Introduction: Medial arterial calcification is common in chronic kidney disease (CKD) and portends poor clinical outcomes, but its progression relative to the severity of CKD and the role of other risk factors is unknown because of the lack of reliable quantification. Methods: Calcification of breast arteries detected by mammography, which is exclusively medial and correlates with medial calcification in peripheral arteries and with cardiovascular outcomes, was used to measure the progression of medial arterial calcification in women with CKD and end-stage renal disease (ESRD). Measurements showed intra- and interobserver correlations of 0.98, an interstudy variability of 8% to 11%, and a correlation with computed tomographic measurements of 0.92. Results: Progression of calcification was measured in 60 control subjects (estimated glomerular filtration rate (eGFR) ≥ 90 ml/min per 1.73 m2) and 137 subjects with CKD (eGFR < 90 ml/min per 1.73 m2). Progression in control subjects was linear over time and independent of age. The rate of progression was increased in CKD but only at eGFR < 40 ml/min per 1.73 m2 (median, 8.1 vs. 3.9 mm/breast/yr in controls; P = 0.006). Progression accelerated markedly in subjects with ESRD (median, 20 mm/breast/yr; n = 36), but did not differ from controls after kidney transplantation (n = 25). Diabetes significantly augmented progression in subjects with CKD and ESRD but not in controls. Conclusion: Mammography is a convenient and reliable method to measure the progression of medial arterial calcification. Progression does not increase until advanced stages of CKD, accelerates markedly in ESRD, and returns to control rates after kidney transplantation. Diabetes significantly increases progression in CKD and ESRD.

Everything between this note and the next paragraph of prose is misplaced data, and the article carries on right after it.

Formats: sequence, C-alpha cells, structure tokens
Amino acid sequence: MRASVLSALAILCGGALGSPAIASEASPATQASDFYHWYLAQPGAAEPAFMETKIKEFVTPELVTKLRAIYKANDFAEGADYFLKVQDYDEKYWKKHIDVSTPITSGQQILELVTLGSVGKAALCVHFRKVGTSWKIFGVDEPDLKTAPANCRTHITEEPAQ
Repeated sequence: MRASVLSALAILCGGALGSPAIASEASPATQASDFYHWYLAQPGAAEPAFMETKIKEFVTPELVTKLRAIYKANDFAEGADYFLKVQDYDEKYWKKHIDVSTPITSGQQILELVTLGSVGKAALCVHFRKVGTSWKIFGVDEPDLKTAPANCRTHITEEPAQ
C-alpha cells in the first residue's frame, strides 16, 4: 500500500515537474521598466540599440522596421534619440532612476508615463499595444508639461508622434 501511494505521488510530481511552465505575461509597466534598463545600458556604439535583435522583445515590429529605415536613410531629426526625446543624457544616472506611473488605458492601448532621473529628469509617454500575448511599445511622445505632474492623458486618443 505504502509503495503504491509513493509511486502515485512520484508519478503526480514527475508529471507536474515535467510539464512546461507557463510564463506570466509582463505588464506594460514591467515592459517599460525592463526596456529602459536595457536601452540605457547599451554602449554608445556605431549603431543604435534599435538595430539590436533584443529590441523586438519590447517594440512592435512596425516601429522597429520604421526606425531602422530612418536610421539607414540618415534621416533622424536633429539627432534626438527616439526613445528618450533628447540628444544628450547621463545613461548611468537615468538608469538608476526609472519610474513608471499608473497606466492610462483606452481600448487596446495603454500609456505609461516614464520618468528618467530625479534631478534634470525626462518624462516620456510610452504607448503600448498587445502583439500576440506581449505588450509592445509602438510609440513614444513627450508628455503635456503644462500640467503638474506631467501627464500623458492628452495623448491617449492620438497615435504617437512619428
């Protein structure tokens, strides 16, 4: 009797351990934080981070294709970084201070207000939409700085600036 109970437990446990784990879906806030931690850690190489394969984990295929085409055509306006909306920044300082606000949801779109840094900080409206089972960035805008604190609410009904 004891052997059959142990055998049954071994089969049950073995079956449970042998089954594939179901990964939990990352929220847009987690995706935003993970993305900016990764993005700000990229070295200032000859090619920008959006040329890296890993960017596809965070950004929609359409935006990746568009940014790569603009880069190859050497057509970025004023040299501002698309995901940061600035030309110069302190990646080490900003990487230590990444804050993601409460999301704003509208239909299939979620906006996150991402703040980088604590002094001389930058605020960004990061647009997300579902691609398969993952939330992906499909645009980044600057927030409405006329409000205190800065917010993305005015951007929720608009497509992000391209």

- vascular calcification
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